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Wagon trek marks anniversary of trail

BAY KELLEY, Sierra Sun

Most of us begin to fume when going a few miles traveling at less than 20 mph in the plush confines of an automobile … imagine going across the country at 4 mph while sitting on a wooden bench.

Celebrating the 150th anniversary of the California Trail, Morris Carter and his four daughters – Oneta, Ivy, Airian and Katrena Carter – loaded onto their four wagons and, led by two mules/horses apiece, departed from St. Joseph, Mo. en route to Old Sacramento.

The wagon train, making the trip authentic to the crossings of ’49ers during the California Gold Rush, crossed parts of 10 states (about 2,500 miles) in a little less than six months before landing in Truckee this past weekend.

The travelers parked their wagons at the Donner Memorial State Park. Isolated from all the campers, the effect of the partially circled wagons gave the distinct feeling of having stepped back in time.

That feeling was in direct contrast to the one of watching the train travel up Old Highway 40. On the winding pavement road with cars all around and dozens of people armed with cameras snapping photos, the carts were novel and somehow refreshing.

People clustered around the wagons whenever they stopped

Morris Carter, the train’s organizer, is the owner of a Casper, Wyo. business in Casper called Historic Trails West. Historic Trails, which started 12 years ago, gives covered wagon tours that last anywhere from four hours to a week.

Needing authentic wagons that were capable of carrying lots of people, Carter chose the Conestoga design, the equivalent of a freight car. The Conestoga, weighing in at about 1,800 pounds, is capable of hauling nearly 6,000 pounds of weight. The horses (Belgians, Percheron and others) labored in pairs pulling the carts.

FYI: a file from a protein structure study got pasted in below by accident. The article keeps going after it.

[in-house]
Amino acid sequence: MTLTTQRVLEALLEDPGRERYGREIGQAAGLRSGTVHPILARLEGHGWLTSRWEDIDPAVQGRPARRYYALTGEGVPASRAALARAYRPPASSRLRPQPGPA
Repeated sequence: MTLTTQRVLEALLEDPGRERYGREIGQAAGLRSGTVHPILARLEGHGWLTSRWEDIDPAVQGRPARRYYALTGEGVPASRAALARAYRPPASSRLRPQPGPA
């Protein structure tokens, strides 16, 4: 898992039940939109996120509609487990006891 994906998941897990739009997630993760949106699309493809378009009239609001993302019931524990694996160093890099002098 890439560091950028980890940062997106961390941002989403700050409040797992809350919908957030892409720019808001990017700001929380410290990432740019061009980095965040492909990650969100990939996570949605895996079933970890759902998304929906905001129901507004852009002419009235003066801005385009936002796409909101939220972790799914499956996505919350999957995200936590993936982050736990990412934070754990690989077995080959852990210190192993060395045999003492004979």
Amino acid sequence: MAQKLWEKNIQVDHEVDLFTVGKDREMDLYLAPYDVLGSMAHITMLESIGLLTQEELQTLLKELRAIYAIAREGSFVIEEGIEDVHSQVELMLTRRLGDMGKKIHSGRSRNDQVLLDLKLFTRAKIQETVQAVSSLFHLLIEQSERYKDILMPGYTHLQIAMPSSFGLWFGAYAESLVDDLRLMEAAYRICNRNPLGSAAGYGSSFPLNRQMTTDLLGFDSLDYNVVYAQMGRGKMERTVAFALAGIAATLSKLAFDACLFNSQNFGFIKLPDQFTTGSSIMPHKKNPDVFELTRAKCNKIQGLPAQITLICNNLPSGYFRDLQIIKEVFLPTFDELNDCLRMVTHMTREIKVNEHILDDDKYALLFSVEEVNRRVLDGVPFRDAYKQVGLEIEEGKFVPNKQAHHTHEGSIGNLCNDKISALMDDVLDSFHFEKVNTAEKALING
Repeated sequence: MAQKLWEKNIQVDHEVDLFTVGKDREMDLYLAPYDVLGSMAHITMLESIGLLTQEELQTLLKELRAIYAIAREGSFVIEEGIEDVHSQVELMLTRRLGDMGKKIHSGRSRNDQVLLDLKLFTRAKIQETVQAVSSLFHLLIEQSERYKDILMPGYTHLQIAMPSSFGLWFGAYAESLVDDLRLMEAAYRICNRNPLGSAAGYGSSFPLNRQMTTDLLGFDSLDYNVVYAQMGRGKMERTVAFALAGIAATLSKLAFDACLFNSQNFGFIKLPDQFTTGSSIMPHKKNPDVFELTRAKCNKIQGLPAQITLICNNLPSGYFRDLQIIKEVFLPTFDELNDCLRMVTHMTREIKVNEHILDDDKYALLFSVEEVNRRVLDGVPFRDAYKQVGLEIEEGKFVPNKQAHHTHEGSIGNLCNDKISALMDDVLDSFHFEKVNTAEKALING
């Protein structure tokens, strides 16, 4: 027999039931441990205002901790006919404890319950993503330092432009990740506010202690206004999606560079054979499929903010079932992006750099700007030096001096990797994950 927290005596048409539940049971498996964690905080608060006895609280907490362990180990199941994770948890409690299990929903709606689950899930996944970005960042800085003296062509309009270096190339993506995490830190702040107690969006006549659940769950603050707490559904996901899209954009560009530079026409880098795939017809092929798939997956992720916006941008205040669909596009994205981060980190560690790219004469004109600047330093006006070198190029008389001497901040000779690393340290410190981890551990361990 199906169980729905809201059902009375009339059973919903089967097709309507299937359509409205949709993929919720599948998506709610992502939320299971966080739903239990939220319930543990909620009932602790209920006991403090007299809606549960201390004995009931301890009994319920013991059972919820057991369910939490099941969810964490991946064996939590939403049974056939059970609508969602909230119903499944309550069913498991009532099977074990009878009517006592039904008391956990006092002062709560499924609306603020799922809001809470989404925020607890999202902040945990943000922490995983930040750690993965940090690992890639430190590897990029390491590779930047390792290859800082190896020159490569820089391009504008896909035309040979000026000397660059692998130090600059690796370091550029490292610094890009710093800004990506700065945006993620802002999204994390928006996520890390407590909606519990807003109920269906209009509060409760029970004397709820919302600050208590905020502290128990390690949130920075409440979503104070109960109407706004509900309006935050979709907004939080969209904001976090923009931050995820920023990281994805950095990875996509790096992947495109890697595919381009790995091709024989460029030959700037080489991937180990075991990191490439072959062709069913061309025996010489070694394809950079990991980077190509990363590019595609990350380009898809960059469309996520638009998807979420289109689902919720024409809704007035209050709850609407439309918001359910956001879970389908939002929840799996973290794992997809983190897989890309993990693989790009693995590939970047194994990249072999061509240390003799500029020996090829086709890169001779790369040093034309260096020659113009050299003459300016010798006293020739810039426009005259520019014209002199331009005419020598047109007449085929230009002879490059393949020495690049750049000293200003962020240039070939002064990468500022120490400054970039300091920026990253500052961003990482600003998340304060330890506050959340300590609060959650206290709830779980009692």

The ability to haul weight is a necessary feature as not only does the Carter family have to carry their belongings and themselves, but one of their main sources of income comes from carting folks with them.

“They add a new perspective,” said Oneta Houston-Carter. “The riders help you remember when it was fun.”

Oneta, while tending to her two-year old son, Caimen, explained that there “was a five-year planning process for this one little trek.”

In order to make the trip, the organizers had to deal with several different agencies including the sheriff, police departments, and the bureau of land management.

“We had a 78-year-old lady ride with us,” she said. “Her great-, great-grandmother (rode in wagon trains) but she never got to. Knowing that she had always wanted to, her niece brought her to us. She rode horseback for two days and slept on the ground. She was great.”

“So we’re doing this for a reason,” Oneta concluded.

This is Oneta and her families’ second sesquicentennial train ride. The first occurred in 1993, when they took six months to travel the 2,600-mile Oregon Trail.

While the trip is supposed to be educational and entertaining, it has also allowed its participants a lot of time for self reflection. Traveling at 27-30 miles a day, perched on the bench, the drivers are privy to each passing leaf.

“I definitely get to see the country,” said Oneta. “For some reason Missouri comes to mind. People say they know Missouri because they’ve been to Branson. I’ve definitely been to Missouri.”


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